GERMROS project aims to explore the resilience of spermatogonia to oxidative stress in Senegalese sole using a timely methodology.
START OF THE PROJECT:
The direct impact of reactive oxygen species (ROS) on germ cells is well studied in terms of the mechanisms affected, however, there is still a lack of information on how the spermatozoa inherit those poor characteristics from stem cells, namely spermatogonia. It has been observed that the effect of oxidative stress is tissue and cell-dependant, where some specific cells are more tolerant to ROS than others.
The high spermatozoa vulnerability to oxidative stress could be inherited from spermatogonia. The regulation of oxidative stress in the different cells is associated with the enzymatic activity of antioxidant systems related to zinc (Zn) and selenium (Se) elements. Zn and Se are trace elements playing an important role in scavenging ROS and are essential for spermatogonia proliferation and for the progression of spermatogenesis. The antioxidant systems associated with these elements present diurnal rhythmicity in their activity, in cells of the nervous system, which could also be true for germ cells. Several studies have shown that environmental stressors can cause oxidative stress affecting normal spermatogenesis, possibly due to the disruption of such rhythms.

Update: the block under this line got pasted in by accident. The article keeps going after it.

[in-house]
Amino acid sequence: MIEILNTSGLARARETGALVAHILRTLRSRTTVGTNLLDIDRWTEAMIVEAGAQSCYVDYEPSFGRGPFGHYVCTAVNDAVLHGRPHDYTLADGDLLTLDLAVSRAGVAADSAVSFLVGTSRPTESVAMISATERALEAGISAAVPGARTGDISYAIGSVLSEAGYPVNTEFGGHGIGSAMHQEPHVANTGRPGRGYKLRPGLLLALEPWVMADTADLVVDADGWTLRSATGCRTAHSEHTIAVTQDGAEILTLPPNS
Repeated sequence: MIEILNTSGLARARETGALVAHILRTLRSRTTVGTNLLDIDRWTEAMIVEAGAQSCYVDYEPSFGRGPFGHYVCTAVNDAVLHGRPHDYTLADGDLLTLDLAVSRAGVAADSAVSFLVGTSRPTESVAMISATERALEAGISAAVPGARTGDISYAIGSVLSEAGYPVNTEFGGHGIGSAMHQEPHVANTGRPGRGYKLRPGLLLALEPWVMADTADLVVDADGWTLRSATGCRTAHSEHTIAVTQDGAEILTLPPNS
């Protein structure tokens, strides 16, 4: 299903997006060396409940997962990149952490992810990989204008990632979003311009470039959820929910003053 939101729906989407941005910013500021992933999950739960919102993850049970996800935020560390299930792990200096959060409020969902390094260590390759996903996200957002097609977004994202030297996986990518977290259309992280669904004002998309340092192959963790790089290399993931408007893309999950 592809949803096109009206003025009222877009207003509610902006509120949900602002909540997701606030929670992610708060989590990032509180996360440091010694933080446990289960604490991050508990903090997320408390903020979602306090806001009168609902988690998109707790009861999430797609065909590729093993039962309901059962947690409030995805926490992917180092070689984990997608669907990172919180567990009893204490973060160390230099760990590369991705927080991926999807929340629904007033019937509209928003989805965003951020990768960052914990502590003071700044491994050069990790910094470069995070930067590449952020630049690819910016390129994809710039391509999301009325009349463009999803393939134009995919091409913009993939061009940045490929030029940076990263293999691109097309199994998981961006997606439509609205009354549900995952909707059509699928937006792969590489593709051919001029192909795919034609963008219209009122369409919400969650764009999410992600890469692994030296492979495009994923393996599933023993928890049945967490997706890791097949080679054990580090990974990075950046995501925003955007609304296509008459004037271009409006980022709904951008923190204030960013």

Our hypothesis is that those spermatogonia experiencing high oxidative stress by any stressor, differentiate into spermatozoa of low quality affecting male fertility. GERMROS project will explore the first part of this hypothesis, testing the resilience of spermatogonia to oxidative stress in a marine flatfish species, the Senegalese sole (Solea senegalensis), which is a promising candidate for aquaculture production in Europe but presents reproductive disorders, making this species ideal for the study proposed. For this purpose, invitro Senegalese sole spermatogonia will be established, studying deeply both antioxidant systems at several levels.